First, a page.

Then there is the tough decision to enforce energy efficiency... we are getting, at most, the same quality of life out of our energy as the Europeans are getting at of theirs... but using twice the amount per person. This makes us vulnerable to international energy politics... the Chinese have us already by the throat there, because they can offer to buy oil at a much higher price, since they are actually doing something useful with it... whereas we are driving our kids to school in four-wheel drive pseudo-trucks.
Then there is the question of inner cities and right-of-way for large scale transportation projects. In the US, because of "freedom", planners have to fight for every foot of easement, they have to put up with every annoying little town that wants to get on the map... with the result that building a mile of track costs tens of millions of dollar. The Japanese have essentially bankrupted their economy by bidding a million dollars a square meter (or was that per square foot?) for the last generation of their urban architecture. Compare that to Europe, where city planners have much more influence over large scale changes and can actually build livable cities. Or compare it with China where the central planning bureaus can decide to raise an old city district and replace it with a new science and industry park, basically at will.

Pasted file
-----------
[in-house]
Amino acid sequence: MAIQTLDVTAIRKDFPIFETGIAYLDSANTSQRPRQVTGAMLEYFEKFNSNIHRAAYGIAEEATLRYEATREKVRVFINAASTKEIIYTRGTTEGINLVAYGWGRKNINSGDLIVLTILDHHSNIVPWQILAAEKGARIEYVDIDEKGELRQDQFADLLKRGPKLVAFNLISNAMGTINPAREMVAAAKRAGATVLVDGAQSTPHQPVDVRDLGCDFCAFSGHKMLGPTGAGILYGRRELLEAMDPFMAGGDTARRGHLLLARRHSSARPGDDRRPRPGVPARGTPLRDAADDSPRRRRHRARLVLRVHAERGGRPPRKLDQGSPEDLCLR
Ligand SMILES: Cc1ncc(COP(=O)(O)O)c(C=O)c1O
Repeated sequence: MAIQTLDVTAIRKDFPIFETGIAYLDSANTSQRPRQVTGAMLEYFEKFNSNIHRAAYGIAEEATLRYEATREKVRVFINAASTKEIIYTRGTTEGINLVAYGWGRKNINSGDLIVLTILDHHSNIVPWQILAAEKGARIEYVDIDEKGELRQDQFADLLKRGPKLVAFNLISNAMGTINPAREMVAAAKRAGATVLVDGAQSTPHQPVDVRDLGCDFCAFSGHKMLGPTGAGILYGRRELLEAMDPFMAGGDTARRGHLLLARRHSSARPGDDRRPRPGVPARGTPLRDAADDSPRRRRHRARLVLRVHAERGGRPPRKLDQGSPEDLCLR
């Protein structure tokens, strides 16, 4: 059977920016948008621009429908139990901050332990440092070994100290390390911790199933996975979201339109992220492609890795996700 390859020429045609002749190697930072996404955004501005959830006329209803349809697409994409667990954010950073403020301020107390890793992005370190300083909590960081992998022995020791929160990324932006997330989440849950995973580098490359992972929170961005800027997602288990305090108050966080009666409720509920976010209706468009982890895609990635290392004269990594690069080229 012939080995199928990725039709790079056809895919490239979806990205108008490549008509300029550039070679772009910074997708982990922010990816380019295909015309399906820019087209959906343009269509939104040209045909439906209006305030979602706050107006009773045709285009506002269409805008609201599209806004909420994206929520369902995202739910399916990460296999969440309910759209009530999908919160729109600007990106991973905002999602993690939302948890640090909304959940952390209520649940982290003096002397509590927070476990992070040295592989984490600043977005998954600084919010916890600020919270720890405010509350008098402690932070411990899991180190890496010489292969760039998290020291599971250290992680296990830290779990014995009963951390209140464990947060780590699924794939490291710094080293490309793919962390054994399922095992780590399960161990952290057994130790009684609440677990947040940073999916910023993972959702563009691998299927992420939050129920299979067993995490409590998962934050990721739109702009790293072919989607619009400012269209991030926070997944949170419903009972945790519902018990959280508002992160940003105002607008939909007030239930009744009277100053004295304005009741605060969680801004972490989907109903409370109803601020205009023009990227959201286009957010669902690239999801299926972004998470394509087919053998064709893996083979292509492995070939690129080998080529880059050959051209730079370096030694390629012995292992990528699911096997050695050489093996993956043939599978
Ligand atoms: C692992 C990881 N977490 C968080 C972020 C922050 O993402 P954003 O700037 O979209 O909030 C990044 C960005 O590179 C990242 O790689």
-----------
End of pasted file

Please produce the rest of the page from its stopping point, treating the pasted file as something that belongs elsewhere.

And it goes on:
Now, I am not saying that being an individual in a totalitarian society like China is a great thing... it isn't. But that does not make me believe that individual freedom can trump the well understood long term needs of the collective without serious downsides.
I am afraid that uncontrolled Capitalism has not won over Communism. Merely American post-war economy has won over Russian post-war chaos and corruption. And some of us are still partying twenty years later, not noticing that the world is an endless series of challenges and not a finite game that, when won, is won forever.
The real challenge between freedom and state controlled order will play out in the 21st century. From what I have seen, so far, we already are lagging about two to three decades behind... and it will only get harder to play catch-up from here. We have a few good things going for us, but the freedom to sabotage ourselves is not among them.